It never looks the same right out of the microwave as it does on the box. (Example here.)

Then again, “never” might be overstating the case. Does there exist a microwavable food product which actually resembles its package portait? The closest I’ve seen has been Van de Kamp’s Xtra Large Crunchy Fish Sticks, but then fish sticks are kind of hard to jazz up, and besides, VdK “does not recommend microwave preparation.”

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All your bass are belong to us

We got your woofer right here, pal:

Watching one of those YouTube videos of a record playing on a turntable, I realized that if your eye can pick up 30 frames per second, and your ears can hear down to 20 Hz, you should be able to listen to something vibrating at 20 Hz and see it move. Is the eye really faster than the ear? At what point does a tone start to sound like individual thumps?

My current crop of loudspeakers (KLH Thirty-Eights) won’t go all the way down to 20 Hz, but they do have measurable output at 40 Hz, and given suitable program material — and a device to pry off the grille — you can actually see the woofer cone deflect.

In days of old, one speaker manufacturer (I seem to recall it was Cerwin-Vega) ran a traveling demo in which they attached a lamp cord to the speaker terminals, and then plugged it into a wall socket, producing a very loud 60-Hz hum. You could see that cone moving from halfway across the room.

Those KLH speakers, I remind you, are nearly forty years old. Nowadays it’s easier to do this via psychoacoustics:

MaxxBass® has been shown to extend the perceived low frequency response by up to 1.5 octaves, but it does not force the speaker to deliver these frequencies. MaxxBass® also utilizes high pass filters to remove the bass frequencies below the physical limits of the loudspeaker. This reduces peak amplifier/speaker excursion requirements, protects the speaker from low frequency damage and removes undesirable intermodulation distortion.

The bass extension achieved with MaxxBass® is perceived as natural sounding and does not alter the frequency balance of the original content.

This works because the brain responds to harmonics: you give it 60, 90, 120 and 150 Hz, and it will assume the presence of 30 Hz, whether or not any 30-Hz content is actually present.

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Craptastic Four

Not a new Marvel comic parody, but a notion that seems to be at the heart of an upcoming Syfy series, which I somehow managed not to notice up until this announcement:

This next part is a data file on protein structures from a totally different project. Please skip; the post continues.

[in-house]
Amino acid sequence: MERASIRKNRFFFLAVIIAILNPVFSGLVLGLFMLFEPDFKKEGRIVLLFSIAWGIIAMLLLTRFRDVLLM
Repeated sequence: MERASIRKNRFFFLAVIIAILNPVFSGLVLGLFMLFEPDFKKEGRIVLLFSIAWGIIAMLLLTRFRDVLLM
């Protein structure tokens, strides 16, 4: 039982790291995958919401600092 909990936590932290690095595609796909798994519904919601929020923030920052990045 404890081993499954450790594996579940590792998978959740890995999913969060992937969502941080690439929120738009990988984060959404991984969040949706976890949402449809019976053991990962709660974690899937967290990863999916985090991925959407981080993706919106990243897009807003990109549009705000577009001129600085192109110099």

According to DigitalSpy.com, [James] Marsters, best known to Buffy the Vampire Slayer fans as evil vamp Spike, announced that he will play Troy, leader of a gang of superheroes with substandard powers, in Syfy’s new series Three Inches. The project was previously announced in March with the pick-up of a 90-minute pilot episode from Twin Peaks writer Harley Peyton.

The operative phrase here is “substandard powers”:

The show revolves around a man named Walter who gets struck by lightning and finds he can move objects with his mind — but he can only move them three inches. He is then recruited into a superhero gang full of people with similarly lackluster powers. Marsters’ character, Troy, is the gang leader. His power(s) have yet to be revealed.

Please allow me to point out that Ultra Short-Range Teleportation has been around for a while.

Personally, I’d like to see the return of Apathenia, Queen of Not Giving a Damn, first seen in BFD Comics way back in ’93.

(Via Oklahoma Lefty.)

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The heeding of the sacred tablets

My system is awash in drugs, or so it seems: there are five I take daily, three others on an as-needed basis, plus various and sundry other preparations for extraordinary circumstances. Given the sheer volume of pills involved, it strikes me as silly to hire a service to send me a text message every time I’m supposed to pop one.

And apparently it’s not all that effective a service, either:

Despite the good intentions of pilot programs that use text messages to remind people to take their meds, it seems that ladies on birth control can’t even be persuaded by technology to swallow The Pill. According to a study published this month in Obstetrics and Gynecology, 82 women enrolled in a randomized trial at a Boston Planned Parenthood clinic set up to test the effectiveness of text message reminders. However, participants in the SMS-encouraged group and in the control group forgot to take roughly five of the oral contraceptives, on average, during their monthly cycles.

I dare say, the consequences for them missing a day or two would be, um, more dramatic than if I missed a day or two of the tabs I take.

Judge Maxwell and his bailiff from What’s Up, Doc? explain it all:

Judge: You see this yellow pill?
Bailiff: Yes sir.
Judge: You know what it’s for?
Bailiff: What, Judge?
Judge: To remind me to take this blue pill!
Bailiff: What’s the blue one for, Judge?